C.A.R 2014 MBS Day 1
Vehicle Future: Lightweighting
2014 CENTER FOR AUTOMOTIVE RESEARCH MANAGEMENT BRIEFING SEMINARS – TRAVERSE CITY DAY 1
By Steve Purdy
Here we are again, in Michigan’s beautiful north country, Traverse City to be precise, where once each year during the touristy summer season the movers and shakers of the auto industry meet to talk about what’s new in the business and what the future will bring. Organized and hosted by Ann Arbor-based Center for Automotive Research the Management Briefing Seminars draw executives, engineers, analysts and media from around the world to predict and pontificate while soaking up the region’s ambiance.
One reason for the timing of this conference is that the MBS, more than most events, goes beyond expectations in entertaining families making a great opportunity to combine a family vacation with this important conference. While we are all busting our buns gathering the news and evaluating the trends the lobby of the Grand Traverse Resort is buzzing with kids and moms in bathing suits and adventure clothing. The beauty of summer in Traverse City would be tough to beat anywhere in the world.
The auto industry has outpaced the general economy during the slow recovery from the dismal days after the 2008 crash. While industry leaders throughout the tough years remained optimistic, at this year’s MBS conference there is now much more confidence to go with that optimism. We are now approaching a high water mark in auto sales as the analysts agree that we will easily achieve something over 17 million light vehicle sales by 2018. But they also agree that the industry will also look much different than it did the last time we were close to those numbers in 2000.
Here is what we are discovering here on day one:
“Light-weighting” was a big theme. As we all know, one certain way to enhance fuel mileage is to make vehicles lighter. The industry continues to explore a plethora of methods of taking weight out of vehicles and this is a great place to learn about what the engineers are thinking.
One of the engineers’ favorite ways to lighten vehicles is to use more aluminum in both the body and substructure of automobiles and light trucks. Ford made big news at the Detroit auto show this year by announcing the new F-150 will have an aluminum body. Competitors have hinted they may go the same way. If they do, will there be enough aluminum to go around? Alcoa’s VP for automotive, Mike Murphy, told the conferees there will probably be enough for automotive because those products are “high-margin.” Low-margin uses, like soda cans, that might suffer. Alcoa is making huge investments now in “automotive-specific capacity.”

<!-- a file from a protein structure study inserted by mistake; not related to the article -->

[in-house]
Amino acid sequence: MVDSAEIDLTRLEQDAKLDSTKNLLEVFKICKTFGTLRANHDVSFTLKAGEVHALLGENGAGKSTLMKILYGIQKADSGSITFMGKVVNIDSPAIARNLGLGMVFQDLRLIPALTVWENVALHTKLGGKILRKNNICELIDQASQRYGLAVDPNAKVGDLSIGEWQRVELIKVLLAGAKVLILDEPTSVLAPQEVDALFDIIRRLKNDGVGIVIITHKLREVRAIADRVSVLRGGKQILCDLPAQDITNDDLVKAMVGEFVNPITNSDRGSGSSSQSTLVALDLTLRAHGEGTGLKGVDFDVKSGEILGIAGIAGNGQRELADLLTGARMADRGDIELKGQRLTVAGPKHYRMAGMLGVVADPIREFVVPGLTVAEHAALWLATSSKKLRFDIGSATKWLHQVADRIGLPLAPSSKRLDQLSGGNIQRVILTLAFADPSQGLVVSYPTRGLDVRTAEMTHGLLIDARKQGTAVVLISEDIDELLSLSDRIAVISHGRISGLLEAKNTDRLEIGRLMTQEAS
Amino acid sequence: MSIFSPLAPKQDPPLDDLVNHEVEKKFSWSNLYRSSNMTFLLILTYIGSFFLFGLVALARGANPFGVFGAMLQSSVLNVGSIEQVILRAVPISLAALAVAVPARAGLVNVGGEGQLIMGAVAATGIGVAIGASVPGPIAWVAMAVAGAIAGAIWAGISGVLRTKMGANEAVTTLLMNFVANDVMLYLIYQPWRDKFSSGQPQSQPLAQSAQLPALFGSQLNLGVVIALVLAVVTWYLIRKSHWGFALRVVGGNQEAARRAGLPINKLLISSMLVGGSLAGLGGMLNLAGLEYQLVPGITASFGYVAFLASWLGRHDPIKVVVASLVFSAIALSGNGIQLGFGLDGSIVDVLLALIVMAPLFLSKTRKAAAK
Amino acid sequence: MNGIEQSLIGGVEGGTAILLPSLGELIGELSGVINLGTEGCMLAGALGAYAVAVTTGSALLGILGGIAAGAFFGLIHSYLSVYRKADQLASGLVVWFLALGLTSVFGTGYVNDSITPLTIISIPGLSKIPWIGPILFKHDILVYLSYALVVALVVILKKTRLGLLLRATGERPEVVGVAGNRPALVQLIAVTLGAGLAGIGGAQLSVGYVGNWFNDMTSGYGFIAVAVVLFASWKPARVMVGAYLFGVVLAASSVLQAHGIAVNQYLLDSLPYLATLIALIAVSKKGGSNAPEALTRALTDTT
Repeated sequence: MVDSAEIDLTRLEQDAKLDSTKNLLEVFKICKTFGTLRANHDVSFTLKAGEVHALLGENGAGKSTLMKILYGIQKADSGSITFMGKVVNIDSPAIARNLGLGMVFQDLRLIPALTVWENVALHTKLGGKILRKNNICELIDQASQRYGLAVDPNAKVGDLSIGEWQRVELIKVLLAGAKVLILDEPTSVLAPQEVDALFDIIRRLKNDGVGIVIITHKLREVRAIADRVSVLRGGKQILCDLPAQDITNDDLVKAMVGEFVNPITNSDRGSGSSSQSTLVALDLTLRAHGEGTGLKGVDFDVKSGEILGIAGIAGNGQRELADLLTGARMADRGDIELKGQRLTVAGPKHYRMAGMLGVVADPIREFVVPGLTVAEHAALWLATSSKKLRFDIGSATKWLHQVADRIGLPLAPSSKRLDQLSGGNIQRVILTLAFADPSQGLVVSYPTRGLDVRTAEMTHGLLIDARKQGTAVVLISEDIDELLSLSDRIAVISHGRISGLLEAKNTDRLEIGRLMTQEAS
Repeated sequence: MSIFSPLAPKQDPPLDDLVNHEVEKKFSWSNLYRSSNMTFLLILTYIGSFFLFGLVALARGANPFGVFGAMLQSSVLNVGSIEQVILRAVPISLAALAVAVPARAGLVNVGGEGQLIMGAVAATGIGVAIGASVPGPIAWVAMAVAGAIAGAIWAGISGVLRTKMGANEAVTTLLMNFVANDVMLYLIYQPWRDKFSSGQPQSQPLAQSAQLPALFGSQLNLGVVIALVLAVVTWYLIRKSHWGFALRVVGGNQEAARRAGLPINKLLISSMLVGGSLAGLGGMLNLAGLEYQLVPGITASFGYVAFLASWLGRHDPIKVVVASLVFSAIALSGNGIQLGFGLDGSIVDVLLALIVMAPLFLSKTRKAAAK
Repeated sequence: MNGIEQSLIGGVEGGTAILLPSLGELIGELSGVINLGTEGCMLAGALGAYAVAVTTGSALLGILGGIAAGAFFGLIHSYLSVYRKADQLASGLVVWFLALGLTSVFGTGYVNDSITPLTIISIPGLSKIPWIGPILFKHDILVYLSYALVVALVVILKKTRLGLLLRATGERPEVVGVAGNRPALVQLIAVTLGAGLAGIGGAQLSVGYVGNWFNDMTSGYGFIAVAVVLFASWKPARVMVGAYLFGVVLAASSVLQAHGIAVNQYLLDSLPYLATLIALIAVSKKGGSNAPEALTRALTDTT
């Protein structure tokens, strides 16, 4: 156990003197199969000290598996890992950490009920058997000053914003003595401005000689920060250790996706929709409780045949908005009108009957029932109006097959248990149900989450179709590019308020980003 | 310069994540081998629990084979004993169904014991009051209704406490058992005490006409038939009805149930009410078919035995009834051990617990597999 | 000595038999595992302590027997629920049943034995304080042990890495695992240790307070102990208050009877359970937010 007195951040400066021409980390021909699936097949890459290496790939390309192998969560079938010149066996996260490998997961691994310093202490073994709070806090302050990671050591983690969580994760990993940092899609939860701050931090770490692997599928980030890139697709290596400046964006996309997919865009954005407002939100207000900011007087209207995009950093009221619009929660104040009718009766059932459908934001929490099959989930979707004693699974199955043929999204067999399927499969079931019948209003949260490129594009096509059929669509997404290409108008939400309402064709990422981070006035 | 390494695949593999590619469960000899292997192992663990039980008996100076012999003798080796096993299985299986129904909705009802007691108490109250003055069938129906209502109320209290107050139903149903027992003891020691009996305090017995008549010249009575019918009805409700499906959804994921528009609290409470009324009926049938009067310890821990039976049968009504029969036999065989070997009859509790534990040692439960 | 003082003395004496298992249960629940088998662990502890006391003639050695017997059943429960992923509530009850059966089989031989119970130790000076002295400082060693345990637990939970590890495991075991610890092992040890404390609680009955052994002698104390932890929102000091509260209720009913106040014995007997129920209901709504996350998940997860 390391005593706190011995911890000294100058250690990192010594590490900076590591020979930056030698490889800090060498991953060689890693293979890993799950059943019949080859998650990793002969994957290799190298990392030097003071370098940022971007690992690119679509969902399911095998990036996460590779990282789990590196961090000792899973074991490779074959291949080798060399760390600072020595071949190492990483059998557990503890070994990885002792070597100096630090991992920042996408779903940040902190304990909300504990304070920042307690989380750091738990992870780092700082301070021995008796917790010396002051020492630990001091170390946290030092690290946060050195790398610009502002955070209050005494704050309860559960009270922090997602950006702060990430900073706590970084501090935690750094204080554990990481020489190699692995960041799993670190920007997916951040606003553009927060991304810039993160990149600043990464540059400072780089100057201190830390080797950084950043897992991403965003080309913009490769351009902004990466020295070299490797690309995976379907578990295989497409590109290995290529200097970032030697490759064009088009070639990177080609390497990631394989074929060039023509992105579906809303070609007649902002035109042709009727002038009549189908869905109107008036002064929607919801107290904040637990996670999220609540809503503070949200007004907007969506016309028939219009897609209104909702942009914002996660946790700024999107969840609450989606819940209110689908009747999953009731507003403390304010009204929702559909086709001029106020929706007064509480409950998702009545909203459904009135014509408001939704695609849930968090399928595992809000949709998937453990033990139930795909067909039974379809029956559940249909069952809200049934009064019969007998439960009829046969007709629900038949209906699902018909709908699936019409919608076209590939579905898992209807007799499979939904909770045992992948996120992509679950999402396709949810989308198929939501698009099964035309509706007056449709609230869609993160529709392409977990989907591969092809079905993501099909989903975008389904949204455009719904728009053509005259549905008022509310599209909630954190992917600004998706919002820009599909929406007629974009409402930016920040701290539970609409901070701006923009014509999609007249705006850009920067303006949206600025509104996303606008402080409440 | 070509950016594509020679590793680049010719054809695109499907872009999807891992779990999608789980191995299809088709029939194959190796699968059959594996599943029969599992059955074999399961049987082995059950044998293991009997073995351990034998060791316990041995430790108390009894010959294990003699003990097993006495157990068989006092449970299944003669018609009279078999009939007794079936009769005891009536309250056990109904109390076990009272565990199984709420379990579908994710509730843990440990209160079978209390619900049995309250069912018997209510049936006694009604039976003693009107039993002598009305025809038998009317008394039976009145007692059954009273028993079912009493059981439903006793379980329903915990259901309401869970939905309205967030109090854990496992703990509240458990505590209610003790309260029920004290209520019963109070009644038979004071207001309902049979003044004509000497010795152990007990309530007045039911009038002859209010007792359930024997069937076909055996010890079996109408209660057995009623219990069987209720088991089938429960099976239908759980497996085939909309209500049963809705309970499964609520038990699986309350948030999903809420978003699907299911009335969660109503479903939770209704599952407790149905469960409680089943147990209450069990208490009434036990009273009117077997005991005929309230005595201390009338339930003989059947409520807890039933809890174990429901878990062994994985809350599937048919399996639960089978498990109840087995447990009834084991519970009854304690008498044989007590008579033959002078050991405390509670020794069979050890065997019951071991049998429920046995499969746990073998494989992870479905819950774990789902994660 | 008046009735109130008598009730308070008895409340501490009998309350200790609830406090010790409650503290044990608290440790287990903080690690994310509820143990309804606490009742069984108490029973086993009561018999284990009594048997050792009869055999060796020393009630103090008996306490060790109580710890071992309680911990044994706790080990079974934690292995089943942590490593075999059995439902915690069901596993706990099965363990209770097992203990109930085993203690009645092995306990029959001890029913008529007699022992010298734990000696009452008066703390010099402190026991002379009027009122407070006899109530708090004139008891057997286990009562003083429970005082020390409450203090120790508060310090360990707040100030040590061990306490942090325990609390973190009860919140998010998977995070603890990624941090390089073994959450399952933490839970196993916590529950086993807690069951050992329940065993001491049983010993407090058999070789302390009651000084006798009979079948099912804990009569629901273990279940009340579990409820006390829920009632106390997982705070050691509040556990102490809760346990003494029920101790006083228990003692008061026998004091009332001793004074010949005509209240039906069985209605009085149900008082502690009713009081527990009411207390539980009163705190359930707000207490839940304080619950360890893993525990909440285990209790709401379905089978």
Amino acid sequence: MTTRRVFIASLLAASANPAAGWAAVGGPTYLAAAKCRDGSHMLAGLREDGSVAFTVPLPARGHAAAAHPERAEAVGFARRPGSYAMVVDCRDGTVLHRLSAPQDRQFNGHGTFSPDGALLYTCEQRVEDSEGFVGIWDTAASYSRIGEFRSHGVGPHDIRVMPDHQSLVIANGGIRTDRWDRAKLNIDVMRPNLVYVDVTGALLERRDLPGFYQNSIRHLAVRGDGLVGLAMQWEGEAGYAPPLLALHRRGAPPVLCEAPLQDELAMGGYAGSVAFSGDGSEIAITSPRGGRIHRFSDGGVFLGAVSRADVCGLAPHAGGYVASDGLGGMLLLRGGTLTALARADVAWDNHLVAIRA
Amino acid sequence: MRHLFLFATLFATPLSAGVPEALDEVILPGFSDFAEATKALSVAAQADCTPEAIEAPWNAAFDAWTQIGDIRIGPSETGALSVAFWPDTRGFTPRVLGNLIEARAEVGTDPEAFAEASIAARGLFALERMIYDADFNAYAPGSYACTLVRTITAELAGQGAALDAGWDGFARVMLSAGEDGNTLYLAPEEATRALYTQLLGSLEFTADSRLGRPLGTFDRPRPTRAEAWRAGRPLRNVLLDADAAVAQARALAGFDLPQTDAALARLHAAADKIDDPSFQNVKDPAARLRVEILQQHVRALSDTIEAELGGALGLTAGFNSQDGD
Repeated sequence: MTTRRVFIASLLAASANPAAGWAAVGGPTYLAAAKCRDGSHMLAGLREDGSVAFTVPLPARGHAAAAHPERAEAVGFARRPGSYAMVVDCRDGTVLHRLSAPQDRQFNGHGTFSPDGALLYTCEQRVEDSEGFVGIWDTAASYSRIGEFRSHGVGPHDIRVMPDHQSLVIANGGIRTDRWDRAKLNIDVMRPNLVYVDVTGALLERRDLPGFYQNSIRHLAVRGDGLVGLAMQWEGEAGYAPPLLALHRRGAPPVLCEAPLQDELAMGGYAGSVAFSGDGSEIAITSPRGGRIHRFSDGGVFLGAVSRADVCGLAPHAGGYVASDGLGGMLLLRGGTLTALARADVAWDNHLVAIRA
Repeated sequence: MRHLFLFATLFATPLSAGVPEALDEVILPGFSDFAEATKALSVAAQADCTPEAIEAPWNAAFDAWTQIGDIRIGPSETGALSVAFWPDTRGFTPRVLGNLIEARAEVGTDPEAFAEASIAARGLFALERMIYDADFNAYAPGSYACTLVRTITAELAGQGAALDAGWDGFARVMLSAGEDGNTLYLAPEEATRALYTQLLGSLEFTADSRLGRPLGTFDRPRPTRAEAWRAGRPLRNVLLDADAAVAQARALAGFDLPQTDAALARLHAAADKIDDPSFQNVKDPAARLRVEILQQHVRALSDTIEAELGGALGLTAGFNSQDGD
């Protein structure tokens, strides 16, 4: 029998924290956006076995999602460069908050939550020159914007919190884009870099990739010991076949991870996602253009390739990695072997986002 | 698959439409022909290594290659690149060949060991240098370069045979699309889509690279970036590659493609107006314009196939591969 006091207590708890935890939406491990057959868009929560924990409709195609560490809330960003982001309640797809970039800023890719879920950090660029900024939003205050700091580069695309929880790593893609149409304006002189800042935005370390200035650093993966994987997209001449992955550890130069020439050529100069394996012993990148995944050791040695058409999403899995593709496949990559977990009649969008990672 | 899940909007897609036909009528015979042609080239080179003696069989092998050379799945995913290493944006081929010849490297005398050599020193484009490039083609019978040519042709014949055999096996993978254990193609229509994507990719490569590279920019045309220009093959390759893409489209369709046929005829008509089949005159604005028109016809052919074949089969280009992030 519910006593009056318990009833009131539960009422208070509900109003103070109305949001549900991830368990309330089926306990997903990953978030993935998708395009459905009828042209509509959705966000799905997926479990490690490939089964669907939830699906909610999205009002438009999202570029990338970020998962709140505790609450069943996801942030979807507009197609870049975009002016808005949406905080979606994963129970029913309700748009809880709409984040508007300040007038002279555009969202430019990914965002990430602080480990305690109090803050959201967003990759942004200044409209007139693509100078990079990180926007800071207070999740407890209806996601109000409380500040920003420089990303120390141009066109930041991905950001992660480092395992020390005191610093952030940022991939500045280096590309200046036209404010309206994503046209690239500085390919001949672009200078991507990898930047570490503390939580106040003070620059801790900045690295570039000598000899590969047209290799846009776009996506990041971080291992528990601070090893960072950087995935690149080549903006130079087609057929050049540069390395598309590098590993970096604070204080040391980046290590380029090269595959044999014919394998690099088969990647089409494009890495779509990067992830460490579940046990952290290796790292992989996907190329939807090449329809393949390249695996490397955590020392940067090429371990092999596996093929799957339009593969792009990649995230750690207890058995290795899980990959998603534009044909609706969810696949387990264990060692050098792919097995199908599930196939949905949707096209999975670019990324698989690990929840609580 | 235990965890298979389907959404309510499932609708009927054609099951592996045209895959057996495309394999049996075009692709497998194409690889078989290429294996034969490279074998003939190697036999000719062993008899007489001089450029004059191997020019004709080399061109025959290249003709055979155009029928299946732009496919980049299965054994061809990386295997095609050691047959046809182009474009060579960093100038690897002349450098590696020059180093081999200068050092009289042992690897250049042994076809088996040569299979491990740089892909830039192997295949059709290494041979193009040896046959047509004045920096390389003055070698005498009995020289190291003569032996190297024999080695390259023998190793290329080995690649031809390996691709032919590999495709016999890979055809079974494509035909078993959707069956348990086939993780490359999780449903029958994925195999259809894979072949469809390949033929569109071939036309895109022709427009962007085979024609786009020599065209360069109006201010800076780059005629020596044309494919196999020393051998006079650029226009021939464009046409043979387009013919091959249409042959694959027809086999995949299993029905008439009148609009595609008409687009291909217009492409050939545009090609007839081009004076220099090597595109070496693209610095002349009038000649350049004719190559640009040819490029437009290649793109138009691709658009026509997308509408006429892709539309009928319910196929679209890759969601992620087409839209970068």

Another way of light weighting is the use of more high-strength steel. Toyota engineer in charge of “body-in-white” (the completed body before it is painted and married to chassis components), Takefumi Shiga, talked about using Ultra-high-strength steel and aluminum to save weight but added carbon fiber to that list as well. Carbon fiber has mostly been used in race cars and other money-is-no-object applications, but that may be changing. Others, here and elsewhere, are talking about the cost of carbon fiber coming down enough to make it practical, or at least reasonable, to use in more mainstream applications.
Jaguar Land Rover, now Indian-owned after being part of Ford for many years, has been a leader in light weighting and in the use of aluminum. To replace Ford-sourced engines they will soon introduce a new line of engines developed in-house using what they call Ingenium that reduce engine weight as much as 176 pounds. In addition to the light weighting in their new small XE sedan (BMW 3-Series size) Jaguar touted the diesel version of the car they expect will get around 40 mpg. We won’t know right away whether they will bring that powertrain to the U.S. when the car comes next spring, but we can always hope. I’m a big fan of modern diesels, and am disappointed so far not to hear much about new ones here at MBS.
Another main topic of day one was that of advanced manufacturing. If memory serves, that has been a topic at each of these conferences I’ve covered over the past dozen years. Robotics, more worker involvement in the process, along with ever more software-dependent controls for both assembly and product management lead the list of innovations. VP of development at software company Plex, Jason Prater talked about the near future where workers on the shop floor are not replaced by machines but will become integrated with robotics by wearing vests, glasses and watches that become sensors, much like computer animation uses body suits to simulate movement for films. He also said that manufacturing will be cloud-connected and more dependent on mobile digital devices like smart phones and tablets.
Finishing our day was the annual beach party hosted by tier-one supplier, Continental. In addition to food, entertainment and usually a spectacular sunset, they always provide something new representing future technology offerings. This year it was a concept for what they call 360-Degree Surround View, the next generation of safety systems that allow the driver to see entirely around the car using high-resolution cameras at each corner of the car and a large display integrated into the rear-view mirror. There are systems in production now that provide a full-around view but they are static. The driver controls this system by using a small touchpad integrated into the shift knob that can change the view, provide 3-D capability and eventually help flesh out driverless car technologies.
Tomorrow we will be immersed in powertrain innovations, market predictions and much more. Stay tuned.
ęSteve Purdy, Shunpiker Productions, All Rights Reserved